Dark Night of the Soul

My sobriety date is July 14th, 2009.  God willing, in just over a month, I’ll have made it to the ten year mark. It’s no secret that this year has been one of the hardest of my recovery thus far. Pretty much everything I’ve written since last Fall has alluded to my dark night of the soul. It’s become a running joke in our household: “Guess we’ll just chalk it up to 2018-2019”. The reason I continue to write about it is because I want to be a voice of authenticity. In the recovery world, you read a lot of positive quotes and saccharine soberlogues. I’m guilty of sharing from these categories. What I read about less, however, is reality. Recovery isn’t a happily-ever-after affair. It’s unadulterated experience. It’s being more awake than most have the desire to be. Yes, recovery is the miracle of life – but when you live you hurt.

I want to read fewer commercialized yoga studio clichés and more truth. I guess that means taking Gandhi’s advice and “being the change”.

Although I believe in metaphysical principles like the Law of Attraction, I think there is a limit to their merit. Yes, if you fixate on how much your day sucks, you will attract more bullet points to support your argument. Yes, if you habitually complain, you will attract more things to complain about. However, no matter how positive you are, pain has its place. The question is – are you willing to learn?

I’ve stopped fighting my dark night of the soul. I’ve surrendered to the boughs of the inky forest. The darkness is a womb.

Marianne Williamson uses a building analogy to describe the rebirth process. She writes about how you can’t always renovate the rooms in your house. Sometimes you have to tear the whole thing down.

I hadn’t really penciled a demolition into my 2018-2019 calendar year. But that is recovery.

Over the last eight months, I’ve discovered that I don’t need a demolition so much as I need a stack of eviction notices. If you told me a year ago that I was subletting my identity for free, I’d tell you that you were crazy. In my mind, I had the whole authenticity thing in the bag. I wrote an entire post dedicated to the subject. As far as I was concerned, I wasn’t in the people pleasing business anymore. Little did I know, squatters were still overrunning the place and I had only managed to repossess a few closets. And yes, they were lovely, wild closets – Narnia-esque cupboards filled with shells and feathers, fireflies and baby animals. But they reached capacity, as cupboards do, and the suffocation became a sickness.

It’s one thing to recognize sickness and another thing to do something about it. That’s where pain comes in. Pain runs a twisted delivery service; it dispenses the gift of desperation and transforms anyone who dares to unpack the contents of the box. Without pain would I really be willing to change? Would I really be willing to ask for help?  Truthfully? No. It’s easier to doze off under the pretense of wakefulness.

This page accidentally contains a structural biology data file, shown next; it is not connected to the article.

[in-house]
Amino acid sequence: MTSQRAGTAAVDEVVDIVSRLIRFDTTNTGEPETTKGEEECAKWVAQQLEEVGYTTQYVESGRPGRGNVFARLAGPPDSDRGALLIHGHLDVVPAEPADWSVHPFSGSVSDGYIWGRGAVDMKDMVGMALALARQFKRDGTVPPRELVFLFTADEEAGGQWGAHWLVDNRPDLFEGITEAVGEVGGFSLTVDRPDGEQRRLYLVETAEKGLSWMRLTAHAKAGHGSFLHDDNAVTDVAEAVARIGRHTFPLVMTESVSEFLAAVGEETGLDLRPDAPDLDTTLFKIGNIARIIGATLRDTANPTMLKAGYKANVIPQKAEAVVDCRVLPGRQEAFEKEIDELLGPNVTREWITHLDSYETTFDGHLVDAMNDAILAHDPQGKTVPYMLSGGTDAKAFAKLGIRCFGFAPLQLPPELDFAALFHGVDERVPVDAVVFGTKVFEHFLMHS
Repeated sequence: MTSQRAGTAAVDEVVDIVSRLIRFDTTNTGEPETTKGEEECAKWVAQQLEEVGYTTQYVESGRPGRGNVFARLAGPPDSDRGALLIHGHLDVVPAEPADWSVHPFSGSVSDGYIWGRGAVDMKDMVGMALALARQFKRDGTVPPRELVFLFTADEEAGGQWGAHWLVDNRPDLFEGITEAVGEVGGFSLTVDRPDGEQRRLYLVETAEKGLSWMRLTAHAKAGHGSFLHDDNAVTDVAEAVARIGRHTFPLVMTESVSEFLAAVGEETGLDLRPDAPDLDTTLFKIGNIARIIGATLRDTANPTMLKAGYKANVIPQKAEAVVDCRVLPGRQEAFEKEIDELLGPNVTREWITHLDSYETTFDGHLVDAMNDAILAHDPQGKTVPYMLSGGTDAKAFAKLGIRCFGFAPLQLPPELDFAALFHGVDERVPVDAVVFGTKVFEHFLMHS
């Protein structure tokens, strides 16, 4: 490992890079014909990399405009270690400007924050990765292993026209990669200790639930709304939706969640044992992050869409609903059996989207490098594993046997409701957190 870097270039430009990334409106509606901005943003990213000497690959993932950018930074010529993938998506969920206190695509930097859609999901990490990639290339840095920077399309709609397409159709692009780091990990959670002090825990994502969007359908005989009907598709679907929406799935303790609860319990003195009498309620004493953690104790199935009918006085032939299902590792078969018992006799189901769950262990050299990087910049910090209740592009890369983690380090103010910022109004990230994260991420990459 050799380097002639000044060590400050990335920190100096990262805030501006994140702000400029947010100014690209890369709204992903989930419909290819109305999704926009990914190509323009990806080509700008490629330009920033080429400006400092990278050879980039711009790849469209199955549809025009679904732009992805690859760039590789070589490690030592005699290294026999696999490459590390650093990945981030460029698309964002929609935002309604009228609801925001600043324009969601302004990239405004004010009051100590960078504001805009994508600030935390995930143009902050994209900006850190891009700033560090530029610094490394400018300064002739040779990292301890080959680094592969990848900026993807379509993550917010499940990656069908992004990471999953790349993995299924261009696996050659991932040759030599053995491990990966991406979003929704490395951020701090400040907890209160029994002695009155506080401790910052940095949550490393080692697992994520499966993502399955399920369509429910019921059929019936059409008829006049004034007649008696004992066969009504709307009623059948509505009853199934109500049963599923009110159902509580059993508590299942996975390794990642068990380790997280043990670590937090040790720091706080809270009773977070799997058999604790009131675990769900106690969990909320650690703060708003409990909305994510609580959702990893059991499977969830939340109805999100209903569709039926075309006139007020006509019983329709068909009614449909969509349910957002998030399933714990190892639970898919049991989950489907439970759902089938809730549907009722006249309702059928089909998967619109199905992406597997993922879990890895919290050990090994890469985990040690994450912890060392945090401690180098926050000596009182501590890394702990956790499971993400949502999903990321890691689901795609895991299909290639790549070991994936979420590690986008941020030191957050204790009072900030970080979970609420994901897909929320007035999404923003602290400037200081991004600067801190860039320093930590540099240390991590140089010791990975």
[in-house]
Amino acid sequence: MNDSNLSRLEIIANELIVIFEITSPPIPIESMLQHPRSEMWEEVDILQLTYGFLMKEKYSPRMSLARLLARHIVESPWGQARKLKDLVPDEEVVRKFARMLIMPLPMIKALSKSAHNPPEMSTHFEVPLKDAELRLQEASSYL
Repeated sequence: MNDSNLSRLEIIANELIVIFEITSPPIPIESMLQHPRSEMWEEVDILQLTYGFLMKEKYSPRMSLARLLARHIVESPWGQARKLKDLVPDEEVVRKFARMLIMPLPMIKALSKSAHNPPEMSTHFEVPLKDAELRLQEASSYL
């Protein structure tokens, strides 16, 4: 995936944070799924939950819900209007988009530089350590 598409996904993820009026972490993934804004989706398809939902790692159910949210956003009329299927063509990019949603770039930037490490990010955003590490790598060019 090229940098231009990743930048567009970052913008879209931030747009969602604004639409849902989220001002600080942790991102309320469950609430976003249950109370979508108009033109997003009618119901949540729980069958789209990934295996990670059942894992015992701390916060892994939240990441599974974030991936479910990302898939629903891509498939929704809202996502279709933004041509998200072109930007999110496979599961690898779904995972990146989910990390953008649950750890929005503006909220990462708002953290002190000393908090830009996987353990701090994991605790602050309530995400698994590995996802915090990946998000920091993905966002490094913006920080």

Most of us say, “someday I’m going to [insert lofty accomplishment here]”. This sentence prevents me from ever being enough. It gives the squatters too much room to weigh in on the paint color.

What strikes me is that in 20,000 years, it’s unlikely anyone is going to know Shakespeare’s name. Or Mozart. Or Kim Kardashian. Or Mark Zuckerburg. (Definitely not Kim Kardashian). It will be impressive if the human species even survives. The real question is – did Shakespeare enjoy his food? Did he notice the sky? Did he love his dog? Did he smile with every ounce of his being? Did he see and experience everything he could? Did he use his gifts to connect with others? Did he know himself?

Part of recovery, for me, is giving up “the chase”. And it’s fucking hard. I’ve been publicly wrestling with it since I started this blog – and privately wrestling with it for my entire life. Just when I think I’ve abandoned all pursuits, I realize sweat is pouring down my chest and I’m still wearing my running shoes.

It’s so easy to forget that our lives mean something without “someday” or that “really big thing”. We don’t have to strive toward “enough”. We already are. In a purely scientific sense, our existence serves the purpose of perpetuating life on earth. If you leave someone to decompose in a field, they become part of the system that sustains all living things. If you consider the majesty of our planet, there is no loftier aim.

I don’t know if I will ever achieve all those big “somedays”. Most of them were never for me anyway. Someday the dust of my bones will become ocean silt. The simplicity of that is beautiful. And when I unpacked my box of pain, I learned simplicity was what I was trying to get back to all along.

A newborn has no memory of the womb. At the end of my life, I imagine it won’t be the night I’ll remember, but everything juxtaposed against it: I’ll remember J.L. slipping my wedding band on after a minor medical procedure, and how startlingly tender it felt for her to make my ring a priority when I was weak and unattractive. I’ll remember the warm smell of my dog’s velvet ears, my favorite coffee shop, and teaching myself to cook something new. I’ll remember the songs that defined me; the piano and cello. I’ll remember the cool, tall grass and the heady flowers. I will be grateful I was willing to unpack – to change the sheets in the guest bedroom – to make room for more of the simple things – the things that matter.

 

 

Boot Camp

I chose “quiet” as my word for 2019. I didn’t understand the irony of my choice in January.

This year has been the opposite of quiet as it’s traditionally understood. I already talked about some of the upheaval we’ve experienced, but life has added several more layers to a cake I’d like to return to the bakery. I don’t need to get into specifics but let’s just say I don’t dare ask, “what else?” Experience has demonstrated that I will invariably find out. These days, I try to laugh, throw up my hands, and say, “okay, we’ll play your way”. Sometimes my laughter borders on hysteria.